Thursday, September 16, 2010

University of Minnesota Pulls Plug on Bell Museum

Movie Premiere...

(Film pulled by University Relations!)

The fickle finger of Mr. Wolter?

From the TwinCities Daily Planet:

Troubled Waters: A Mississippi River Story has been nearly four years in the making. A team of researchers, filmmakers, and scientists have been up and down the Mississippi River, knee deep in swamps and icy waters, and elbow deep in footage and research. The film, by the U of M's Bell Museum of Natural History, focuses on agriculture, pollution, and sustainable solutions. Now, suddenly, its premiere has been cancelled, and no one can say exactly why.

The film was also scheduled to broadcast on TPT on October 5.

But on September 7th, just as invitations to the premiere were sliding into mailboxes, the U of M pulled the plug on the event and the TPT airing. According to Barbara Coffin, coordinator of public programs at the Bell and executive producer of Troubled Waters, the film was pulled from TPT by University Relations.

The producers at the U's Bell Museum were informed that morning in a letter sent from University Relations: The film would not air on TPT and the party and premiere were shuttered. Later that week the Facebook invite for the premiere was updated to say the release was postponed "to allow time for a review of the film's scientific content."

But insiders believe someone is putting pressure on the University to pull the film--and no one within the University has a convincing story about who was responsible for pulling the film for "scientific review."

According to University News Service director Daniel Wolter, the Bell Museum, which is part of the College of Food, Agricultural, and Natural Resource Sciences, is responsible for halting the release. "It was determined by the Bell Museum director and producer of the production," he says. "We are an academic and science-based institution, and we want to ensure a production like this is scientifically sound."

However, the film's director, Larkin McPhee, said she never delayed the release or called for a scientific review. "I do not understand why the University postponed the film's broadcast," she said via email. "I am, along with many others, awaiting explanation from the U."

What's more, she and assistant producer Shanai Matteson, who also serves as community program specialist at the Bell Museum, contend that the film did undergo a scientific review and was extensively fact-checked to "NOVA standards."

"We verified every fact with at least three independent sources," Matteson says of the documentary project.

Matteson says that the film was also reviewed by as many as 12 prominent university scientists, including Jon Foley and David Tilman (both from the of U of M's Ecology, Evolution, and Behavior department); Robert Diaz, a professor of marine science at the Virginia Institute of Marine Science and an expert on "dead zone" issues in the Gulf of Mexico; Eugene Turner, a zoologist at Louisiana State University who has done extensive research on wetland pollution and coastal erosion; and Nancy Rabalias, another LSU professor whose research has dealt extensively with pollution issues in the Gulf of Mexico.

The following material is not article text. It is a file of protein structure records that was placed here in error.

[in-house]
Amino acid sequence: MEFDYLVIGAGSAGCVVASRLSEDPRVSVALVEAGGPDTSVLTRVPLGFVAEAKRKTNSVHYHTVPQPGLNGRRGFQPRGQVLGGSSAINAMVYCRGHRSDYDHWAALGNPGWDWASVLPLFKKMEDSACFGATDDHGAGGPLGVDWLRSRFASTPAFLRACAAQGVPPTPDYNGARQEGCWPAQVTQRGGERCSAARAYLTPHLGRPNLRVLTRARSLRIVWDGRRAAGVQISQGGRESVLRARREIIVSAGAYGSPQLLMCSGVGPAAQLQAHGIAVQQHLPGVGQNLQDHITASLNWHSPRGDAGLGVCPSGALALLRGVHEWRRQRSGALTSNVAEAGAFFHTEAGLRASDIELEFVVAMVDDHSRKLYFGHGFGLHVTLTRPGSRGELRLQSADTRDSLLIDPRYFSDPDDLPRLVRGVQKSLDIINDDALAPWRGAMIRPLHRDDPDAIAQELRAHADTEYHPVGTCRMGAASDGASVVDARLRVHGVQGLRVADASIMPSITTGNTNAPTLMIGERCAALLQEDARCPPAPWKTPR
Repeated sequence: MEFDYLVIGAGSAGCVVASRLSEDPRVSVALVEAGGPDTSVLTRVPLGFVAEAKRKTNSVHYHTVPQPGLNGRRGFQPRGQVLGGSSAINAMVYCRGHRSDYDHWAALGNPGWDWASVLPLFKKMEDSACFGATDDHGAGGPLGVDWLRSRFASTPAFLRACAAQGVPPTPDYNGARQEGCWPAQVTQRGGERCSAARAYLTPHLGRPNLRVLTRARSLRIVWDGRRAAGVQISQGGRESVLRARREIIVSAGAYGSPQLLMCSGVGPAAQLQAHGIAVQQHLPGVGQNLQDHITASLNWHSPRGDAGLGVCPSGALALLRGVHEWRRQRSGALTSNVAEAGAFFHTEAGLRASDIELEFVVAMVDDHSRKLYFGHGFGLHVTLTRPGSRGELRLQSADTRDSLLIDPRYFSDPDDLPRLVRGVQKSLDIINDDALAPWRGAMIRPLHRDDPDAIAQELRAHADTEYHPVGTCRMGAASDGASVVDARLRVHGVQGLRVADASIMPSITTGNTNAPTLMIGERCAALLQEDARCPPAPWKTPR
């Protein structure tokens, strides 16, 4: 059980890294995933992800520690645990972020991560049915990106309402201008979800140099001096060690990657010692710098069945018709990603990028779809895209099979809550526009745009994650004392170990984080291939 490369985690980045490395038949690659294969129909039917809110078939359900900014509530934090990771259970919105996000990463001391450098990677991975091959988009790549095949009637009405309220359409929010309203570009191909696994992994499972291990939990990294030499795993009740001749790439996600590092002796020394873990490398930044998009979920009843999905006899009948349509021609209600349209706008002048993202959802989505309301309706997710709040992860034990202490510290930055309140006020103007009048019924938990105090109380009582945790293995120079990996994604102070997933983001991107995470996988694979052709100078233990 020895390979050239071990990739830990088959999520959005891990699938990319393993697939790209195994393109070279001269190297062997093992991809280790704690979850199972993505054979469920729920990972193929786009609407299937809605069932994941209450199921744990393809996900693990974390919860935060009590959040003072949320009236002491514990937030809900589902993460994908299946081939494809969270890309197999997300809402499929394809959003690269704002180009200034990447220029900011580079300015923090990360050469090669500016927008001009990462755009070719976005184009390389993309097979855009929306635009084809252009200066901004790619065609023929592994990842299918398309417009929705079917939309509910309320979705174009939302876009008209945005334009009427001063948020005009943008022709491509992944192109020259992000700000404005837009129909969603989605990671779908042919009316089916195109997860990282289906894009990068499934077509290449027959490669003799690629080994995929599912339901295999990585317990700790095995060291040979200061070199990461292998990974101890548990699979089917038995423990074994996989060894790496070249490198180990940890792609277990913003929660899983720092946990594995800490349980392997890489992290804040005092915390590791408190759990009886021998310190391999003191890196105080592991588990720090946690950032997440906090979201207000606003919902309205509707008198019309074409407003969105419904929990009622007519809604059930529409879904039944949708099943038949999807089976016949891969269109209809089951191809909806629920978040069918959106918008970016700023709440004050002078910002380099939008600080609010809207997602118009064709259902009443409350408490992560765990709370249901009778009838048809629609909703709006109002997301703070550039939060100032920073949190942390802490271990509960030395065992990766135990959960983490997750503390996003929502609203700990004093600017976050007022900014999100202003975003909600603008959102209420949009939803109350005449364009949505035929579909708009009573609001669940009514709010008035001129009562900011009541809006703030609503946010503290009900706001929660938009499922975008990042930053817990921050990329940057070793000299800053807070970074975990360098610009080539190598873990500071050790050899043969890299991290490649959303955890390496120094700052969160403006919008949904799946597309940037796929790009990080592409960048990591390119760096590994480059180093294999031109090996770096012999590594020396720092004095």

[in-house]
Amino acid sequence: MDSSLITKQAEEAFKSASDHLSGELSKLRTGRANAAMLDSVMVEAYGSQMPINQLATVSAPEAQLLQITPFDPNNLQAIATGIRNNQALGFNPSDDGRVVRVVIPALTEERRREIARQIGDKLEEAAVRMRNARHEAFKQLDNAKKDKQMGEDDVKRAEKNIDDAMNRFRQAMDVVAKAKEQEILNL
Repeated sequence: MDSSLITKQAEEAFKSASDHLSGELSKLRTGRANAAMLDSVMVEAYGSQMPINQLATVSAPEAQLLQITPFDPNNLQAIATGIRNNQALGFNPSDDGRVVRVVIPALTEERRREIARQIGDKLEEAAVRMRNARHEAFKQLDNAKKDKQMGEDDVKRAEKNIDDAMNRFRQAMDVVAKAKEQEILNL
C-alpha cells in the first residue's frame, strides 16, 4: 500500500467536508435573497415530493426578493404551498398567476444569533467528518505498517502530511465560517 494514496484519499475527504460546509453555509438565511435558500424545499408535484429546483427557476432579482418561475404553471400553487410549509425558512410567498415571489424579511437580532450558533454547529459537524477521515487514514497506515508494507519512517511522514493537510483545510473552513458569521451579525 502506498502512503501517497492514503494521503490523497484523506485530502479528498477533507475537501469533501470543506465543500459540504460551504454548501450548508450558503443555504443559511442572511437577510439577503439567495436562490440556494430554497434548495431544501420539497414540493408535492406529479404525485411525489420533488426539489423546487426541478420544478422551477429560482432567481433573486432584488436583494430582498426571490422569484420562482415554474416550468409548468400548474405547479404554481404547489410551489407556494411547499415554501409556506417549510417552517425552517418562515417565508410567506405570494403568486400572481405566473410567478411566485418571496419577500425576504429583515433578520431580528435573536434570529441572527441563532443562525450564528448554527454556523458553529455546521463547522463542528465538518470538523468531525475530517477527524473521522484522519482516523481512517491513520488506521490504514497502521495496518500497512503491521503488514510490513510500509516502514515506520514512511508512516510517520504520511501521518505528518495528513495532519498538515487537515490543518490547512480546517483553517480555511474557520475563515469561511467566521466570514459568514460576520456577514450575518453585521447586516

[But apparently these folks aren't sufficient

to check the science, Mr. Wolter?]

When asked what aspect of the film raised red flags for "scientific review," Wolter says he doesn't know. "I am not sure there is much more I can say there ... it just has been postponed."

As a land-grant institution, the U of M is under increasing pressure to maintain its mission to serve farmers, a policy that has been in place since long before small farmers were supplanted by corporate entities. When asked if the film's "controversial" subject matter--how corporate farming contributes to pollution--raised red flags, Wolter said this was an internal decision. "This is just an internal review process that the Bell called."

["the Bell called for?" Who, exactly, is the Bell, Mr. Wolter]

And when asked what other scientists are going to be part of the second review panel, Wolter also was unsure. "I don't know," he said. "My understanding was the Bell Museum would be responsible for that."

[Again, who is the Bell, Mr. Wolter?]

However, the filmmakers say this isn't true. "Shanai Matteson is correct in stating that the film already underwent scientific review," McPhee says. "As with all my work, I am proud of this production and was honored to collaborate with so many researchers and scientists at the University. I look forward to having Troubled Waters: A Mississippi River Story reach the public as soon as possible."

Obvious question:

What the hell does chief U of M flack, Daniel Wolter,

have to do with

pulling the plug on this film?

Once again, the University of Minnesota emerges from another bad bout of egg-in-face. No doubt the Morrill Hall Gang had a lot to do with this, because Mr. Wolter does not make decisions like this on his own. He is but the chief flack catcher, pushed to the front to deal with the evil media. If things don't work out right, others can step out of Morrill Hall to 'splain how Mr. Wolter got it wrong...

Recall the famous words of OurLeader cited above: "Everything we do at the University of Minnesota is out in the open."

When will this be true, Mr. President?


No comments: